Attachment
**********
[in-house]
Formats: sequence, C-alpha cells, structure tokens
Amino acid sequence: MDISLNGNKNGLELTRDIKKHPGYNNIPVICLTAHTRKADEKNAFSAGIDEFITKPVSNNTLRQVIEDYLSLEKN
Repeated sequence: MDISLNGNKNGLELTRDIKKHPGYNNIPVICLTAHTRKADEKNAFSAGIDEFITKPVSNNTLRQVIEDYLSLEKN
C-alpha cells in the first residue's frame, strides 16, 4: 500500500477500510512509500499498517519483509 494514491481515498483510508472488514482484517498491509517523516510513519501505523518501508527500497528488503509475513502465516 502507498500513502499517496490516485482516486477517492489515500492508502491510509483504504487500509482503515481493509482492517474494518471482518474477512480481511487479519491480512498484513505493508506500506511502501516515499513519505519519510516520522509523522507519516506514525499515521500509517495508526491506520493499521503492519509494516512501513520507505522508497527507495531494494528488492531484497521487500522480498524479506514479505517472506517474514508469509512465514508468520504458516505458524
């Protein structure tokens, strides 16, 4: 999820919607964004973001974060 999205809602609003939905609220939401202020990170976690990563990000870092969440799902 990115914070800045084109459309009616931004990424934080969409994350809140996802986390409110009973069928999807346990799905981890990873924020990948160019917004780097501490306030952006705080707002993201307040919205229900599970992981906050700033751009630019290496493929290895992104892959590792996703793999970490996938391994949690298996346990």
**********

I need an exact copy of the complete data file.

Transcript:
[in-house]
Formats: sequence, C-alpha cells, structure tokens
Amino acid sequence: MDISLNGNKNGLELTRDIKKHPGYNNIPVICLTAHTRKADEKNAFSAGIDEFITKPVSNNTLRQVIEDYLSLEKN
Repeated sequence: MDISLNGNKNGLELTRDIKKHPGYNNIPVICLTAHTRKADEKNAFSAGIDEFITKPVSNNTLRQVIEDYLSLEKN
C-alpha cells in the first residue's frame, strides 16, 4: 500500500477500510512509500499498517519483509 494514491481515498483510508472488514482484517498491509517523516510513519501505523518501508527500497528488503509475513502465516 502507498500513502499517496490516485482516486477517492489515500492508502491510509483504504487500509482503515481493509482492517474494518471482518474477512480481511487479519491480512498484513505493508506500506511502501516515499513519505519519510516520522509523522507519516506514525499515521500509517495508526491506520493499521503492519509494516512501513520507505522508497527507495531494494528488492531484497521487500522480498524479506514479505517472506517474514508469509512465514508468520504458516505458524
């Protein structure tokens, strides 16, 4: 999820919607964004973001974060 999205809602609003939905609220939401202020990170976690990563990000870092969440799902 990115914070800045084109459309009616931004990424934080969409994350809140996802986390409110009973069928999807346990799905981890990873924020990948160019917004780097501490306030952006705080707002993201307040919205229900599970992981906050700033751009630019290496493929290895992104892959590792996703793999970490996938391994949690298996346990």